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Buddhists upset over Religion Act amendment
by Rajiv Pathak, NDTV, September 16, 2006
Ahmedabad, Gujarat (India) -- The Narendra Modi government has amended Gujarat's Freedom of Religion Act, which made forced religious conversions illegal in 2003.
The bill, a copy of which is with NDTV, now says there's nothing illegal about converting from one denomination to another within a religion. It also claims that Buddhism and Jainism are part of Hinduism.
Since 1992, the BJP has been actively wooing the Dalits, who in many areas now make up their new vote bank.
And this amendment ensures that Dalits will now be placated. If, for instance, they convert to Buddhism and thousands have done so over the years, they will now not be breaking the law.
But the government doesn't want to comment yet.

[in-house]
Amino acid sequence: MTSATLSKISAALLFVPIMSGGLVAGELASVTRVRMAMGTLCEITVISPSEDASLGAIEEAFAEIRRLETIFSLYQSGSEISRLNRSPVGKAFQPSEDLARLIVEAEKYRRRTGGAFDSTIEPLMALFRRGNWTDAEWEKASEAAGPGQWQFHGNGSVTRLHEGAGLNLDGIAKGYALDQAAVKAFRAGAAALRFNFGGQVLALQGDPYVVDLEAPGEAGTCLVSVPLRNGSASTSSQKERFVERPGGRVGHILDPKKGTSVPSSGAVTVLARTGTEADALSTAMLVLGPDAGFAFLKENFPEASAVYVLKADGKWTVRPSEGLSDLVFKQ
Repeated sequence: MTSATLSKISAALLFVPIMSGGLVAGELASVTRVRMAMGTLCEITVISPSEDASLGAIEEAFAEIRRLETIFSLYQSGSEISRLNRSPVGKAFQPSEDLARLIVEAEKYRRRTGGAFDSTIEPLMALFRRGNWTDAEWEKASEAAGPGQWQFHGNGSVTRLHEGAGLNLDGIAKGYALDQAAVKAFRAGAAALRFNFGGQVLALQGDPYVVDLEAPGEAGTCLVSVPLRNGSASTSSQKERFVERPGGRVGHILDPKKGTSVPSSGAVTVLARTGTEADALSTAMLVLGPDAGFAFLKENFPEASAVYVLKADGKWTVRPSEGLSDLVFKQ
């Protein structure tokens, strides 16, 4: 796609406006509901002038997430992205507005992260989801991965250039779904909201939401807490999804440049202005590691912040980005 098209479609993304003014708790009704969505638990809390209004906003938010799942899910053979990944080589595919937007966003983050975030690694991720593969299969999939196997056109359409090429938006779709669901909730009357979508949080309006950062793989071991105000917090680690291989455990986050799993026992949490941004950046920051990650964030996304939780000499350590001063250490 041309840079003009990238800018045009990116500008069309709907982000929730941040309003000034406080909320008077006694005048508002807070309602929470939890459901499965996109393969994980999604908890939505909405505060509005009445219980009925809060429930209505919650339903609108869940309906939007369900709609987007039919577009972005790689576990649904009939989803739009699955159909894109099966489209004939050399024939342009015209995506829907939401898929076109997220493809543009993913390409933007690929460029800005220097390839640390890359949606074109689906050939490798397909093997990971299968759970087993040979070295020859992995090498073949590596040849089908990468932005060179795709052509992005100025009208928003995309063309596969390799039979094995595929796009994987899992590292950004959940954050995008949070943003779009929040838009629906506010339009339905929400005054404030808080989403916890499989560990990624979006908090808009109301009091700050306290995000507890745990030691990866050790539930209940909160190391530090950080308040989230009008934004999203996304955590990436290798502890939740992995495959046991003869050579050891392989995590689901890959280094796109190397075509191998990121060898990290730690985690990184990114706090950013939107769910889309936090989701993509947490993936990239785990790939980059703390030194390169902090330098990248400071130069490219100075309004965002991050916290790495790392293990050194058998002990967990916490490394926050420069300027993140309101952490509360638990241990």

"The matter which is to come up for discussion before the house should not be discussed beforehand," said Ashok Bhatt, Parliamentary Affairs Minister.
The Buddhists of course aren't pleased with the government's cavalier attitude.
"The Hindu religion centres around Gods and Goddesses and the human beings are not given an important position. In Buddhism the religion centres around the human being," said Ramesh Banker, Bouddh citizen.
Constitutional experts say that it’s debatable whether Jainism is part of Hinduism or not. But there's no way Buddhism can be clubbed with Hinduism. They suspect a political agenda behind the move.
"The basic purpose of the bill is to prohibit conversion, but the amendments results in Buddhism being converted into Hinduism. This is not right," said Girish Patel, activist and lawyer.
The opposition of course is only too happy to expound on this theory.
"The BJP and RSS always tried to exploit religion for political benefits. The bill in its original form was aimed at that and now with the amendments and subsequent definitions of religion provided in the bill, the attempt is again to extract political benefit," said Arjun Modhwadia, leader of opposition.
Over the past few years the BJP has improved its tally both in terms of number of seats and vote percentage in Dalit and tribal dominated areas like Panchmahals and the Dangs.
The amended act will now ensure that these political gains are consolidated.